little improvements in a rental: how much is too much?

Since moving into my current rental - a small but pretty one bedroom in Montreal - I've made endless "small renovations". I replaced the pathetic old shower head, cut a custom mirror for my awkwardly-sized medicine cabinet, and switched out almost all of the overhead lights. Last year, when I was repainting the whole place for the second time, a friend of mine sarcastically asked "you own this place right?" 

The implication, of course, was that I spend way too much on it for something that isn't mine. 

To be honest, he may be right. I'm constantly thinking about how to make my home better and more liveable, but if these things aren't transportable to my next place, or just won't work in it, then it's money down the drain, right? 

In reality, these types of thoughts have always nagged at me, and there are certain improvements I've chosen to hold off on because of them, telling myself that I simply can't justify the expense. At the top of that list? Replacing my kitchen cabinet handles. I hated them (to put it lightly), but they worked, and spending the money to replace them when my next rental could have decent ones felt irresponsible. 

For your reference, the handles the previous tenants had installed looked like this:

Yep, those are knives and forks. Knives and forks, folks. Because apparently I needed reminding that I was in the kitchen. Needless to say they didn't go with anything else I'd put in the room, and I grumbled to myself every time I opened the drawer to grab a real knife or fork. 

Well, a couple of weeks ago I came across some decent replacements on ebay that cost only $1.69 each. Almost as importantly, they fit the existing screw holes, meaning no time consuming and costly hole filling and door refinishing. 

So I caved. 

I'm so glad I did. For the cost of a dinner out with friends, I took my handles from country kitsch to classic:

They may not be brass perfection, but for the cost the payoff is huge. Stepping back after putting the last one up, I immediately regretted not doing it sooner. I've lived here for two years, and yet I left those old handles up, abiding by a rule that, quite frankly, isn't mine. I care about my home more than I do a lot of things. The aesthetics of my surroundings matter to me, and making these improvements make me happy. How do you calculate the worth of that?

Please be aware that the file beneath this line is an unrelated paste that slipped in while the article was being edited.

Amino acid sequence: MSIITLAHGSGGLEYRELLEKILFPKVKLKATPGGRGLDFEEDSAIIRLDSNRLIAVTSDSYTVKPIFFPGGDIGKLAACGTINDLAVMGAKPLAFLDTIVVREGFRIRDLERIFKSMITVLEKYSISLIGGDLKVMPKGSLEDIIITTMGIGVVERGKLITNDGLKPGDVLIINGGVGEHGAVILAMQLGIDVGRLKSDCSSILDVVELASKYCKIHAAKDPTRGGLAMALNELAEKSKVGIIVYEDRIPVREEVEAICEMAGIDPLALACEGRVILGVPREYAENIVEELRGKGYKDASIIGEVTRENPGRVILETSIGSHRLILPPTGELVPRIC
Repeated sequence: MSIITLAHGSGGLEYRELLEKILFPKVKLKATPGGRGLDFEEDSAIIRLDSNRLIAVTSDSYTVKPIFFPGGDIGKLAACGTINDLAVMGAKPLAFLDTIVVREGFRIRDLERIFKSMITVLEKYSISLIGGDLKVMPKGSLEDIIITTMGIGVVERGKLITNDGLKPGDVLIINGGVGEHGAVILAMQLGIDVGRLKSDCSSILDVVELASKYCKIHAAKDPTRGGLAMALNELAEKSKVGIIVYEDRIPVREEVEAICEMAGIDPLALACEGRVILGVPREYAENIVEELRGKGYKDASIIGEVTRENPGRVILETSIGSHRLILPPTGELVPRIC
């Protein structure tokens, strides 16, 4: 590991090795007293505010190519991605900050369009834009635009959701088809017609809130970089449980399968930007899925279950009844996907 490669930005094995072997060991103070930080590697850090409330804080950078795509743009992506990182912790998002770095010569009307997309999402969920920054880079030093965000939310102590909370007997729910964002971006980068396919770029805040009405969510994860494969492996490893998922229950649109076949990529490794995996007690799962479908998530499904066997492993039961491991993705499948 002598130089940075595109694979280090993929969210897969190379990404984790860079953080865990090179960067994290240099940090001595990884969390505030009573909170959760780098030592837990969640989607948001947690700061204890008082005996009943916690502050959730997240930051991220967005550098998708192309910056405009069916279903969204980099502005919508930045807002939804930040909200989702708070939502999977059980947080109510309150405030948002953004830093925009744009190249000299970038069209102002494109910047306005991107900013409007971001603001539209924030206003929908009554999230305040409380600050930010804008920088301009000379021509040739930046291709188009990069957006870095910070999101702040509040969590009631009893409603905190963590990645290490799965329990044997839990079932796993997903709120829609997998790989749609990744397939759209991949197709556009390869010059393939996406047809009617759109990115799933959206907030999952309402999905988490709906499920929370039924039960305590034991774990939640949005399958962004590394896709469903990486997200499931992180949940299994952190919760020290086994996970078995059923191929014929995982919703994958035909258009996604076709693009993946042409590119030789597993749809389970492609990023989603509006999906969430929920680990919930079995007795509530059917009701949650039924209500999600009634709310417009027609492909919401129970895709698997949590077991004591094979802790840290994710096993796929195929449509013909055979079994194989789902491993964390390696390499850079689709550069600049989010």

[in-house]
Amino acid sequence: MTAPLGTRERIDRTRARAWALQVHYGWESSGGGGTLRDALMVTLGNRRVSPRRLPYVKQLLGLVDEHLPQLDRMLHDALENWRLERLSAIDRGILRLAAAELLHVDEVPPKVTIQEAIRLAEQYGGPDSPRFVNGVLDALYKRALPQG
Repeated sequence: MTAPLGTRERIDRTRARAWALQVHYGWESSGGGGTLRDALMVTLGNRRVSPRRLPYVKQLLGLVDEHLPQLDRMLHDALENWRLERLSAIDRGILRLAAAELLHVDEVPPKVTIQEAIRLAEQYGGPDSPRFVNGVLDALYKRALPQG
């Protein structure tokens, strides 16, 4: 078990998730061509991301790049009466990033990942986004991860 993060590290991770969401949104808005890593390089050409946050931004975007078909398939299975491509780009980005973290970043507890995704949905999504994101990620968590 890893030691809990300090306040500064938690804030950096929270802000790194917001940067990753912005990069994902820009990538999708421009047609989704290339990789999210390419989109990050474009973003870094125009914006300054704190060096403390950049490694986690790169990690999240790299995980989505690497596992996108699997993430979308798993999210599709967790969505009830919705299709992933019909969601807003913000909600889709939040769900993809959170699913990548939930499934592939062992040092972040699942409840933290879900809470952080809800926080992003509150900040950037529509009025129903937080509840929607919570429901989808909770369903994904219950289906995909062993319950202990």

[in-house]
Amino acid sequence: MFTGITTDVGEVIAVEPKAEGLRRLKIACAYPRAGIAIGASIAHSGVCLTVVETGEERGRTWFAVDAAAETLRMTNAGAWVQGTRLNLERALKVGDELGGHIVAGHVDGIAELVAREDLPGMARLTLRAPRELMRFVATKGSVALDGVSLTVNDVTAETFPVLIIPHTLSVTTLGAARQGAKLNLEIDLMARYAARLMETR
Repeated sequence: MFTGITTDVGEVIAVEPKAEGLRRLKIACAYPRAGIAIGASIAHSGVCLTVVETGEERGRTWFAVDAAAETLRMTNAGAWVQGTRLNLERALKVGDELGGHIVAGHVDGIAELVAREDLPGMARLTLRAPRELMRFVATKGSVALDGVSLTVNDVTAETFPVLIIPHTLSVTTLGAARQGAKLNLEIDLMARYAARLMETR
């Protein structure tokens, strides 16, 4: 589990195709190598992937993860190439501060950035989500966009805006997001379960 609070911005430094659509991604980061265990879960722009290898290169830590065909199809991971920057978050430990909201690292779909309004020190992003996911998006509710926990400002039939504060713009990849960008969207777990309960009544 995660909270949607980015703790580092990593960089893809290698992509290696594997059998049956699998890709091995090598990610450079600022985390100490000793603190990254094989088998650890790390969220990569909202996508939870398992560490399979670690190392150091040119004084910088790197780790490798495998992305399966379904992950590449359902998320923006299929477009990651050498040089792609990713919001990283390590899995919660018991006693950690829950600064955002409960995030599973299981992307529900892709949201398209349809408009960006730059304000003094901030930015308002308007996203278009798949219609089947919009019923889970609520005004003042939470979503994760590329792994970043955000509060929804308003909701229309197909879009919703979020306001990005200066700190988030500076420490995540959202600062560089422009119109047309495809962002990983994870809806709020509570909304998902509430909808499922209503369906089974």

This weekend I decided that you can't. I went out and bought a new toilet seat to replace the disgusting cushioned (ugh), and ripped (double ugh) one that was there when I moved in, and my dad came over and cut custom shelves for my bedroom closet.  It was another 100$ out of my pocket, but it's a more comfortable environment in which I spend so much of my time. 

I've decided that for me, it's worth it.

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  1. That is worth it. It is minor and you can switch them back out when you leave. I battle the exact same situation on a daily basis. Anyone who did not know, would think we owned our house. Wallpapering, painting, new light fixtures. But do not worry, all of our improvements will come with us :)

    1. Wallpapering! You're bolder than me. My insane desire to wallpaper is the only reason I ever get tempted to buy (not actually financially worth it given my current rent). Do you plan on being there a long time?

  2. OMG those fork and knive handles. REALLY?! I definitely think some things are worth it. I too, am in a rental and struggle with the same thing, but when it comes down to it I'd rather be in a place that feels like "home".

    1. I totally agree, but there's always that line I can't bring myself to cross. I guess I'm just deciding it's further than I thought!

  3. My husband would say the same thing to me when I would bring up yet another DIY project for our rental in Chicago. In the end, I definitely spent money on things that won't probably work for our next place but they were completely worth it at the time to save my sanity by having an organized, pretty, functional home.

  4. It was smart to change the pulls and worth the money not think of them every time you go in a cupboard. When I was younger in rentals I always painted and did what I could to make it feel mine. I'd buy furniture, curtains, even if everything was from flea markets, DIY or Ikea. When you love interiors you pride your home to be an extension of you.


Your comments make me borderline giddy! Thanks so much for taking the time!